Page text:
Written evidence from Mesothelioma UK (ASB0034)
Select Committee Inquiry into HSE’s management of asbestos
Evidence hearing on 17/11/2021
1. Key points from Mesothelioma UK
Liz Darlison represented Mesothelioma UK on Panel 2 at the Work and Pensions Committee session on the Health and Safety Executive’s approach to asbestos management.
The group “Airtight on Asbestos” [AOA] sat on Panel 1, represented by Charles Pickles. That group has submitted a set of seven key messages from both panels. Mesothelioma UK is in agreement with those messages (see section 3, below).
Liz ended her evidence on the need for a pragmatic approach, a long term multi agency, possibly 4-5 decade plan. This might be divided into three components. At the heart of the approach is removal. This will take many years. Whilst it is done, it is important to manage, monitor and to raise awareness.
Removal: what matters most here is the commitment to removal rather than the 2035 deadline, which is unlikely to be met. As AOA state, other nations already have a programme of phased removal, prioritised according to identified risk. The UK needs the same. A future committee might like to consider how prioritisation should be performed. Relevant to this is a specific point with regard to schools: the policy of in situ management is particularly hazardous as schools are subject to high levels of wear and tear, and vandalism.
i) Of the presence of asbestos. In our evidence we said that current research we are undertaking in schools suggest that asbestos management plans are often inadequate – teachers talk of “a scrap of A4 paper”, for example.
ii) Of the effects of asbestos in specific groups. There are several reasons to believe that ONS data underestimates mesothelioma deaths in groups outside of the known high-risk jobs, such as building work. We have clear evidence of this from a Freedom of Information request made to NHS Resolution but the same points are almost certain to be true of schools. The extent of asbestos-related disease due to exposure as a pupil in schools is completely unknown.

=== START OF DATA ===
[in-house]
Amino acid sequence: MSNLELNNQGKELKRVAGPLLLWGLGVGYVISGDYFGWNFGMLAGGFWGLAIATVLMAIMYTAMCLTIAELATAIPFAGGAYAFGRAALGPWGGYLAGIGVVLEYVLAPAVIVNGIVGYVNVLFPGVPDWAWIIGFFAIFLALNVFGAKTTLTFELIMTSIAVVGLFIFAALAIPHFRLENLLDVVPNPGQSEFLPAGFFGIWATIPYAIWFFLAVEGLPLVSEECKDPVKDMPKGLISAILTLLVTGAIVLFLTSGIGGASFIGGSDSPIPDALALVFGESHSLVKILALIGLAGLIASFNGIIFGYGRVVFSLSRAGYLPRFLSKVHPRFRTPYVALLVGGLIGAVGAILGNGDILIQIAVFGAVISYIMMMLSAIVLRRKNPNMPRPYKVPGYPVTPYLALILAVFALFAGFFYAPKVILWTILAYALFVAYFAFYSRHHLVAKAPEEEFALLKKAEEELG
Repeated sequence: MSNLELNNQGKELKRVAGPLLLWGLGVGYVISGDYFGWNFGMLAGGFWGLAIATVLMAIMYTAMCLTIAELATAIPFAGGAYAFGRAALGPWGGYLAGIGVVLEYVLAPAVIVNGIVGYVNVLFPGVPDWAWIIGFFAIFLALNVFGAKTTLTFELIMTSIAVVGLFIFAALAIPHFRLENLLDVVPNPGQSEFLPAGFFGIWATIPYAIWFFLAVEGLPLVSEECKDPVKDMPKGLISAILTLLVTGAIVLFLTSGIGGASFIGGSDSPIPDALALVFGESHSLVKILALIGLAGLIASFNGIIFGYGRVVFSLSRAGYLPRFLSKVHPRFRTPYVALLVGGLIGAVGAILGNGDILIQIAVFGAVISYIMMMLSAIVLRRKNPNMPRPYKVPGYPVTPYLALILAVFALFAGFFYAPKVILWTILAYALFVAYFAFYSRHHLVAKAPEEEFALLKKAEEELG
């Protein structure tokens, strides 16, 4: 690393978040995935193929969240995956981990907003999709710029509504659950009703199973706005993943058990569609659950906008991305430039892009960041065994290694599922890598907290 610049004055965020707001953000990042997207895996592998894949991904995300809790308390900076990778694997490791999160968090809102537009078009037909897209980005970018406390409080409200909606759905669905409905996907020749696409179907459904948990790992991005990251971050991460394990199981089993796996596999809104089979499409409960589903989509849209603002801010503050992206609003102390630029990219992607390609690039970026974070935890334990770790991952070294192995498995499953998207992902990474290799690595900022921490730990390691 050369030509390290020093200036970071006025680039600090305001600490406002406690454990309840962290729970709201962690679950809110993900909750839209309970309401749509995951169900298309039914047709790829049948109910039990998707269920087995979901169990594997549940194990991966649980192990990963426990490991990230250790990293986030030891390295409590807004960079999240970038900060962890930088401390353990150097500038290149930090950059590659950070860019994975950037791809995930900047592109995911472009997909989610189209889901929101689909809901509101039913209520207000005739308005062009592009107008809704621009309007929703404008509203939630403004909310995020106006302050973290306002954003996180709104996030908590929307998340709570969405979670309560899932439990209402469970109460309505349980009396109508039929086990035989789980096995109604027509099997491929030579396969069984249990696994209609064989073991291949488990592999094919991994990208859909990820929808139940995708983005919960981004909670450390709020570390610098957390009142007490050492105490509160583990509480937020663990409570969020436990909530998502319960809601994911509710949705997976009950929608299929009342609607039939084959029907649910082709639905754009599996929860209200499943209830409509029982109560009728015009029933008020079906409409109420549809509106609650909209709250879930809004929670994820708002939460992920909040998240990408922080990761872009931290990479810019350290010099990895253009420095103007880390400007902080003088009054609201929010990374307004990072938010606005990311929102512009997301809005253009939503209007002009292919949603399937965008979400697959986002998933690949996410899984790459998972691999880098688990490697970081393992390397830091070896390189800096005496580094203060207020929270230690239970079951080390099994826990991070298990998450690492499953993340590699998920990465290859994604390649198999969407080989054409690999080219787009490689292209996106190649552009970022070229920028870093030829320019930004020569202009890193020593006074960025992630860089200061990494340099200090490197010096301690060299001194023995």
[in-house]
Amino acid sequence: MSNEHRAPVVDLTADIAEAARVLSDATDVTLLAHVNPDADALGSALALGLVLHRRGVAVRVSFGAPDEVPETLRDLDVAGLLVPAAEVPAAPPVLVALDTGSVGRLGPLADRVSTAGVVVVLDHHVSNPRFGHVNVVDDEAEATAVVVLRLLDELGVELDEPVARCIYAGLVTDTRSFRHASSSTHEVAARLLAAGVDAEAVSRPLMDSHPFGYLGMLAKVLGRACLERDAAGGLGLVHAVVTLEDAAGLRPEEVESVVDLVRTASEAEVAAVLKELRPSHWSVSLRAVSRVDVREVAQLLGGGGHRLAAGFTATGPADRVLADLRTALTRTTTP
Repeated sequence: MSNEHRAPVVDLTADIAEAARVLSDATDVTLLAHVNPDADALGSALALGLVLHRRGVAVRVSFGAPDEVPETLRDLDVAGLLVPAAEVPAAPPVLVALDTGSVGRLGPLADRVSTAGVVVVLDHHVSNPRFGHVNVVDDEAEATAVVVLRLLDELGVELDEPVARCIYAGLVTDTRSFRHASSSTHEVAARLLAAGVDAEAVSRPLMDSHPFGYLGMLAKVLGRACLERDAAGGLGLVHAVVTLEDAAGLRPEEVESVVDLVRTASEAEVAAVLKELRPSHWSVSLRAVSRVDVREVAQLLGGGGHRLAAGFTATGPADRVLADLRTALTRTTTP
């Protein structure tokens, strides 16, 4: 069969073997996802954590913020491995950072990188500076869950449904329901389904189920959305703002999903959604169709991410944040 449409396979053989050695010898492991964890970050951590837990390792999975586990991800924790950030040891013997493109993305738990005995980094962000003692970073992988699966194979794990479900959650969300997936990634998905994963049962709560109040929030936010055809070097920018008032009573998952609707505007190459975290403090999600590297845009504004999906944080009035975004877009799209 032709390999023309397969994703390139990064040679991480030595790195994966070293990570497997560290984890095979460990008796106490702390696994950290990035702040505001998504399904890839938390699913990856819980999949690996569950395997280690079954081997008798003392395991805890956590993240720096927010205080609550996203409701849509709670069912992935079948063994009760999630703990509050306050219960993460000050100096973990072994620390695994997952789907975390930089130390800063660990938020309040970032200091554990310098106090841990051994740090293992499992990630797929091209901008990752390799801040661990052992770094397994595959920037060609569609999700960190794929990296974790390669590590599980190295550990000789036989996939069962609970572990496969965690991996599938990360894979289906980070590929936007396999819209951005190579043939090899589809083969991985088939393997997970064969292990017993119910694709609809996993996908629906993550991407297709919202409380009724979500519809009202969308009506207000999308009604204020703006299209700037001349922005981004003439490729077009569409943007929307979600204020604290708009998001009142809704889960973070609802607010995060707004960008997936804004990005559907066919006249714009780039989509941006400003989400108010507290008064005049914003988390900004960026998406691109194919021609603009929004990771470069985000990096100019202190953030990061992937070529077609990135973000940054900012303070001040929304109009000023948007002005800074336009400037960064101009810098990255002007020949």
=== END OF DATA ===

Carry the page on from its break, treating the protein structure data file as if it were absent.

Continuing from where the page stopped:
Raising Awareness: Liz showed the committee her mandatory training record that she has to complete to work as a nurse in the NHS. This has 27 modules – none mention asbestos and how to manage it despite its presence in almost all hospitals. This point was made by nurses and doctors with mesothelioma (or their relatives) in our research.
2. Supporting evidence
The evidence from Mesothelioma UK was based on 20 years of experience plus specific research undertaken in the areas of workers in schools (MEWS), hospitals (MAGS) and the armed forces (MIMES). Also relevant is research we undertook into gendered experience of mesothelioma (GEMS). MEWS is ongoing but the other study reports are available on the Mesothelioma UK website here.
i) How do we know? A FOI request to NHS Resolution, which covers England only, asking for claims made against the NHS by former NHS workers who had developed mesothelioma due to (according to the claim) exposure in NHS hospitals. Between 2002-15 the ONS recorded 177 deaths; between 2004-17 NHS Resolution faced 961 claims. Just over half were successful - the rest failed to show the NHS had been negligent in its management of asbestos. This does not mean that the workers were not exposed in the NHS. In addition, many workers will not have been able to pursue a claim as their legal team could not find specific instances of negligence. Again, the workers could well have been exposed at work - just not through provable negligence.
ii) Why the difference between ONS and NHS Resolution? Because i) Under 75s only ii) Last employment only iii) Ancillary workers not covered by ONS data
MEWS - ongoing project
The ONS data probably greatly underestimates the number of deaths due to asbestos in school premises.
i) Why do we believe this? Firstly, because point ii) above applies also to schools. Secondly, in addition, schools are filled with long-term residents, the pupils, who will also be exposed to any asbestos the staff are. The ONS does not record mesothelioma deaths by exposure as a pupil at school. In addition, there are no official UK estimates of how many pupils will develop mesothelioma for each education worker that does. In the US, a report from the national Committee on Environmental Hazards estimates the ratio as nine pupils for every teacher. In evidence to an Education Committee (13/03/2013) Julian Peto estimated that about between 1/4 and 1/3 of female deaths due to mesothelioma were the result of exposure as a pupil in school.
In reports from the "grey literature" - teachers and their relatives repeatedly express concern that pupils have been and still are exposed to asbestos.
This point is backed up by the number of FOI requests parents make concerning the levels of asbestos in schools.
Schools have a level of wear and tear, including vandalism, that is higher than other public buildings. This makes management in situ difficult - pupils may damage panels covering asbestos, for example.
The Mesothelioma UK Research Centre conducted a study exploring the Military Mesothelioma Experience (MIMES). The report highlights several findings of relevance here:
3. AOA Key messages